Forest preserve board votes to keep DNR sharpshooters out
ROCKFORD — Commissioners of the Winnebago County Forest Preserve District stood by their decision to keep sharpshooters from the Illinois Department of Natural Resources off their property this year.
The board was asked by the IDNR to rethink its January decision to keep state sharpshooters out of Winnebago County preserves this year. The state culls deer as part of its effort to slow the spread of chronic wasting disease, a fatal neurological disease for deer. The disease has not been proved to be a threat to humans or agricultural livestock.
Commissioners heard from a handful of hunters and representatives of the IDNR on Wednesday before they opted to stick with their original vote.
The decision pleased hunters, many of whom feel the area’s deer herd has been thinned too much by sharpshooting efforts, and others who feel chronic wasting disease isn’t the threat it’s believed to be by the IDNR.
The state’s sharpshooting program has culled 268 deer in Winnebago County forest preserves since 2004. Only three of those deer tested positive for the fatal disease.
“Only 1 percent of all the animals shot have the disease,” said Ron
Schneider, a hunter and one of 35 candidates who ran for commissioner in November 2010. “You’re killing 99 animals to save one. The solution is worse than the disease.”
The state says sharpshooting serves an important purpose, even when more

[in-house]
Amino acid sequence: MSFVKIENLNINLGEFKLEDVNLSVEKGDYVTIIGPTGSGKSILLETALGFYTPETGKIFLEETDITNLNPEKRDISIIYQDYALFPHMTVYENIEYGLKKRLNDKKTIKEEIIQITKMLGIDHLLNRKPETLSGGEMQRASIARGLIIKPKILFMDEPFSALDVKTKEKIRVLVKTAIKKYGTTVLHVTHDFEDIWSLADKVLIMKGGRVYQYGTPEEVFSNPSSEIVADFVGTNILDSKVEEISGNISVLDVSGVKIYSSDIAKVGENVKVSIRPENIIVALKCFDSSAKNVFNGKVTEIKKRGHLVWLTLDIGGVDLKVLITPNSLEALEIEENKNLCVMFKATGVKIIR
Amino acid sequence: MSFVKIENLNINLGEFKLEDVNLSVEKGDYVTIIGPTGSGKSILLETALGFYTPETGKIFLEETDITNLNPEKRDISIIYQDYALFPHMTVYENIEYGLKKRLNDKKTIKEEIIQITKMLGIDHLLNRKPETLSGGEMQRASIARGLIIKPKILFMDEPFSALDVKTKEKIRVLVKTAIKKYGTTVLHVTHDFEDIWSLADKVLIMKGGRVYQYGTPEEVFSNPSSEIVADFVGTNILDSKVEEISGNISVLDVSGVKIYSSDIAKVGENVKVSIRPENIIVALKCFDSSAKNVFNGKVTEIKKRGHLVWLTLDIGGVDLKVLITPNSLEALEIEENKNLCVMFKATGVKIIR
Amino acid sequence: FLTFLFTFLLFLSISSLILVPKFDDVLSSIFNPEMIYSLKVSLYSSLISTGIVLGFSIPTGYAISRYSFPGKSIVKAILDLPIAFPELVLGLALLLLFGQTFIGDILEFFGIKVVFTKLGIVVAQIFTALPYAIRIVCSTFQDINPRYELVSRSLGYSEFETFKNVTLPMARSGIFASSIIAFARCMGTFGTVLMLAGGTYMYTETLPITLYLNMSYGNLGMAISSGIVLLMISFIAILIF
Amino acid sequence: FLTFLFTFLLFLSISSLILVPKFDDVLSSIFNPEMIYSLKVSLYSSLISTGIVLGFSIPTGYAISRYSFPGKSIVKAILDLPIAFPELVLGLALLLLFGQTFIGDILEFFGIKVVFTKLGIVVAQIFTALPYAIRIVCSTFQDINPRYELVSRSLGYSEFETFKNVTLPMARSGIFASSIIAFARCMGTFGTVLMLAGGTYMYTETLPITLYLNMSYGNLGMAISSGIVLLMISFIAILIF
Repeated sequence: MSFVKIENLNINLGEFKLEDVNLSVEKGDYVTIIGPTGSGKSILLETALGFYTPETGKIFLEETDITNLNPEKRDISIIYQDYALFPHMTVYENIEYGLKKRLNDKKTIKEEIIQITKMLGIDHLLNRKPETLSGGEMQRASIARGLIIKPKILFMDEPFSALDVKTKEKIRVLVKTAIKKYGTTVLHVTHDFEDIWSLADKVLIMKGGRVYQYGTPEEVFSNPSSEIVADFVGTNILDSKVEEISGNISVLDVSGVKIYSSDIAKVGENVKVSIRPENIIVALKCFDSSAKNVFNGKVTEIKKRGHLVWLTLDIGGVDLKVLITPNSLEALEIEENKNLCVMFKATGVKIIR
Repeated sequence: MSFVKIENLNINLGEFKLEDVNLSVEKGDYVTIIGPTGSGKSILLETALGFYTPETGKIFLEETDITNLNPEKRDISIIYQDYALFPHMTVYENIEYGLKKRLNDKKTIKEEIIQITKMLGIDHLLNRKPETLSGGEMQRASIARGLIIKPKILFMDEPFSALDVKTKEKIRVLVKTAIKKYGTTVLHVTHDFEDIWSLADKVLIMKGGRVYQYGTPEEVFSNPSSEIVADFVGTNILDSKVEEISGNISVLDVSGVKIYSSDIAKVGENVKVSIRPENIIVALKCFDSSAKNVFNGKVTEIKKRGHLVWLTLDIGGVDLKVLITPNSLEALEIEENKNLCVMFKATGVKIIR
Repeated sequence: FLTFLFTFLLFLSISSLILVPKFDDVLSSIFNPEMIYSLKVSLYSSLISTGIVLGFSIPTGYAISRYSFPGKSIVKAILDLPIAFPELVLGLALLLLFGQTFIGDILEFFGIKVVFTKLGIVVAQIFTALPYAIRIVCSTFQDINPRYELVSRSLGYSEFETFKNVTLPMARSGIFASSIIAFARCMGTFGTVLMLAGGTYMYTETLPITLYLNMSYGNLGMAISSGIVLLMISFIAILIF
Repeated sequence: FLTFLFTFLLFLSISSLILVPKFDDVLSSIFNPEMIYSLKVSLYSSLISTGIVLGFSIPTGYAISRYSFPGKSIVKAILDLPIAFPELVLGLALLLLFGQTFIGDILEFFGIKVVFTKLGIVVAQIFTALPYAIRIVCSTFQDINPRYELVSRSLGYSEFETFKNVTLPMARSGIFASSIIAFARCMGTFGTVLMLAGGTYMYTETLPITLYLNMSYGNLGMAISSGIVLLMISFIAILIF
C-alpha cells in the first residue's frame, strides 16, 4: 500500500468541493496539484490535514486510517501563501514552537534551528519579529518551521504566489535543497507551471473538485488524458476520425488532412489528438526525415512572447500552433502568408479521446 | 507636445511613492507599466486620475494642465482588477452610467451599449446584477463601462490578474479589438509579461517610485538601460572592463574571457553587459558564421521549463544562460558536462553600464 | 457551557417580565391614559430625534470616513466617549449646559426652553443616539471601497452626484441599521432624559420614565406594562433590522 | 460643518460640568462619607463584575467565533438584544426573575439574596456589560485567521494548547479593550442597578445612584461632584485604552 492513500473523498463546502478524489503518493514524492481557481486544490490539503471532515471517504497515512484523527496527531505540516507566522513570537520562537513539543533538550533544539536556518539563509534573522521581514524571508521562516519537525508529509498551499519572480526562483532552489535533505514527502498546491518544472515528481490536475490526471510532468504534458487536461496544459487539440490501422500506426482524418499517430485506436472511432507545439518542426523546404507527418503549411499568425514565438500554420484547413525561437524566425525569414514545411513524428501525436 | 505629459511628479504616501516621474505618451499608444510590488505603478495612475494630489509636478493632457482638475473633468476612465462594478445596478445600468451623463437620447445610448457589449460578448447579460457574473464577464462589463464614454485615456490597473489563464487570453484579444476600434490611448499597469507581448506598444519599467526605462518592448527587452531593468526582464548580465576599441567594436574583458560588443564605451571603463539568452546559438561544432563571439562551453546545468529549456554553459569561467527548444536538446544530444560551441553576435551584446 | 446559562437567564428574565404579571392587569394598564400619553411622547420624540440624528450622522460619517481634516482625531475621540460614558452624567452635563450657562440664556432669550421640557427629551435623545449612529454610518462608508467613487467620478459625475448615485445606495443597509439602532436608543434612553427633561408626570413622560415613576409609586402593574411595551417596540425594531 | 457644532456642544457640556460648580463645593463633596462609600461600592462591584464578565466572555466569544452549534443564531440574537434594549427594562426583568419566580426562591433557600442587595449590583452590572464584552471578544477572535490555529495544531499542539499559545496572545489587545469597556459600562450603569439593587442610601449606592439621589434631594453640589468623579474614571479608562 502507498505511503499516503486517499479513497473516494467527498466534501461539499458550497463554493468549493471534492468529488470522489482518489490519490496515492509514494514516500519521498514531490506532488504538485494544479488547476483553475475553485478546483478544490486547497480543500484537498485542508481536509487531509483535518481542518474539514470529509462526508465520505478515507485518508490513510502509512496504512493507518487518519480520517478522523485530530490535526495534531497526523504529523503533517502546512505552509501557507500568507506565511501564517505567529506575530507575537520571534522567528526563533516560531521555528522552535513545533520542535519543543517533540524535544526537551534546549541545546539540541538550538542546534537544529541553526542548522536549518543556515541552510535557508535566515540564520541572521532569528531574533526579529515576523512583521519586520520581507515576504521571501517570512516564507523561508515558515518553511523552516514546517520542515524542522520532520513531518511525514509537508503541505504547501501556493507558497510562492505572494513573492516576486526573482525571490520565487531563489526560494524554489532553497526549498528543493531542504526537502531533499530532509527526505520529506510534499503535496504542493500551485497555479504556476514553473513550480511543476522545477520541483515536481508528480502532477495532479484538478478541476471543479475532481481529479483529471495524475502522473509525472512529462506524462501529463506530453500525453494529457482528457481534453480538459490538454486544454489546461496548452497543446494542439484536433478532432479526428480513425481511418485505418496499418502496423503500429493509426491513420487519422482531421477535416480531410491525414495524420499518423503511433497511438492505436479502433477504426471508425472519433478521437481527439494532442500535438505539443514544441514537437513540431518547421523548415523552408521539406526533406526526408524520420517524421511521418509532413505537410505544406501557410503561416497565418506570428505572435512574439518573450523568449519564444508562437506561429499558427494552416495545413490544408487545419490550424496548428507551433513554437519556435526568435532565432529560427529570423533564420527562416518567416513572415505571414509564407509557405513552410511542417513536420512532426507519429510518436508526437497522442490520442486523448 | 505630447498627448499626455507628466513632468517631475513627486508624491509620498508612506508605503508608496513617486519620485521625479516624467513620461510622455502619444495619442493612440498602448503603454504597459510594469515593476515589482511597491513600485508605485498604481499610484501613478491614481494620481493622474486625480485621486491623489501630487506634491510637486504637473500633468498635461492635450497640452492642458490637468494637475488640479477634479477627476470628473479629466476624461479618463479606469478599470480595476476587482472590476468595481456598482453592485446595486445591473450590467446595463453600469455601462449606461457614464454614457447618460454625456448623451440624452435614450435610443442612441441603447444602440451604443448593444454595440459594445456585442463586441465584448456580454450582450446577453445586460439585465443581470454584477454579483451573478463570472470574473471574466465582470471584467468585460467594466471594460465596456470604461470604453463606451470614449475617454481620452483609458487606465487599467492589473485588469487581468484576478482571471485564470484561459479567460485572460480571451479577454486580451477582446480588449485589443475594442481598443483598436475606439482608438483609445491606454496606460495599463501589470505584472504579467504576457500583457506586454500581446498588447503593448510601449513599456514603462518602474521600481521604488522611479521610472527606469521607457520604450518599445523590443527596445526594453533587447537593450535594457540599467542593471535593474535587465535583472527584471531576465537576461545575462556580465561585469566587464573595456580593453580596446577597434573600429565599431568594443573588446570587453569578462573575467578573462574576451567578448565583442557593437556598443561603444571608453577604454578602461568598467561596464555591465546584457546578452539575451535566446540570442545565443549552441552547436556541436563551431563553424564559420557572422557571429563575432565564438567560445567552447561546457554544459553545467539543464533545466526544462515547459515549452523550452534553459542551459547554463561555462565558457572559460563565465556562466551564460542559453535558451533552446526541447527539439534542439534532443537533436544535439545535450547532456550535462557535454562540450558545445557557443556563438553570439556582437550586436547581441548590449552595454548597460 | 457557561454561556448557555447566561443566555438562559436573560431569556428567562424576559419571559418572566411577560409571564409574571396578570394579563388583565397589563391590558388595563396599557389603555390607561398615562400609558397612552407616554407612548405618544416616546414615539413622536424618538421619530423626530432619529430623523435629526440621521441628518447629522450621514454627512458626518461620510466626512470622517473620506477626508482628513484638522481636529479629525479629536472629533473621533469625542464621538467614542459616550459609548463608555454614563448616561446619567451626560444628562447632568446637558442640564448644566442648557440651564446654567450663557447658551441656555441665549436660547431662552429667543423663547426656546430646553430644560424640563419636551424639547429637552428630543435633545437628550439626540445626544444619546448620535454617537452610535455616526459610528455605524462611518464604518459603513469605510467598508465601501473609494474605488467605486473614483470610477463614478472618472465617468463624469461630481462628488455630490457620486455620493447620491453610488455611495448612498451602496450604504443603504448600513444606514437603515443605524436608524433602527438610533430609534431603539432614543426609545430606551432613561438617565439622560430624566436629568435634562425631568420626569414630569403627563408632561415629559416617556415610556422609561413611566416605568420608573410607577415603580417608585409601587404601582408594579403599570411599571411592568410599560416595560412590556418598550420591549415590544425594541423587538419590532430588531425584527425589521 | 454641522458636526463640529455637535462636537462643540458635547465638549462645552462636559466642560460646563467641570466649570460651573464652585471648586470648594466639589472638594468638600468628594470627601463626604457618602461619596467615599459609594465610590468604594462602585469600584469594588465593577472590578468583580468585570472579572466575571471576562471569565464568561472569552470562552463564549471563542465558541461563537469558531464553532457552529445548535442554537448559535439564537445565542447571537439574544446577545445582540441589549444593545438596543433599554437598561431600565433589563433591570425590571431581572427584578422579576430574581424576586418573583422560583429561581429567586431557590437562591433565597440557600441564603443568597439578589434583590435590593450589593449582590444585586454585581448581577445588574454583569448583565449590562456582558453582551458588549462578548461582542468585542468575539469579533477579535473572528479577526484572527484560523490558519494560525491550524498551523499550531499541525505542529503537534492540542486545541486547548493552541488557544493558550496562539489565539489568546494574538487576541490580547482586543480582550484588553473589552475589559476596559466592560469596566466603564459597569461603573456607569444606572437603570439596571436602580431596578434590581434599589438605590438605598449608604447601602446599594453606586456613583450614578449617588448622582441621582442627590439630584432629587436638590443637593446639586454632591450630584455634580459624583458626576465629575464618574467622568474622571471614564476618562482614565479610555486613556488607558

healthy deer are killed than sick ones. That’s because herd reduction is the only method to combat the spread of the disease, said Paul Shelton, IDNR forest wildlife program manager.
“The higher the density, the more frequently the sick animals come into contact with uninfected animals,” Shelton said.
Schneider and many other hunters want the Forest Preserve to let sportsmen take part in deer culling. Hunting has never been allowed in the 90-year history of the Forest Preserve District.
“Sportsmen are willing to provide hours of service, not only in harvesting deer and helping you out, but also in other projects. Just for the chance to come in and harvest some deer and help with the population,” he said.
The IDNR had not initially specified how many deer it wanted to take from county preserves. On Wednesday, representatives said they wanted a total of 30 deer from four preserves where the disease has been previously recorded.
“The reason the disease rates have remained so low is because we have
taken action,” Shelton said. “The best window of opportunity to defeat a disease outbreak is at the beginning, before the disease is firmly established.”
Though commissioners put a stop to the state’s sharpshooting program, their own deer-culling efforts meant to reduce the population of deer in the Kishwaukee River corridor continued.
Forest Preserve District sharpshooters killed 50 deer this year during sharpshooting efforts. Results for how many tested positive for chronic wasting disease are not yet available.
The district started its sharpshooting program in 2004, when aerial surveys counted 295 deer per square mile in the Kishwaukee River corridor. The state recommends about 25 deer per square mile for a healthy herd because too many deer can harm the ecosystem by eating shrubs, bushes and destroying habitat for other animals and plant species.
The district has killed 1,353 deer since its sharpshooting program began in 2004, starting with 300 deer culled that year, according to statistics from the state.
Aerial surveys show the population dropped from 295 per square mile to 29 per square mile in 2009 in the Kishwaukee River corridor, according to the district. The herd has rebounded slightly in the past two years as the district has taken fewer deer during sharpshooting. January’s aerial views showed about 52 deer per square mile, according to the district.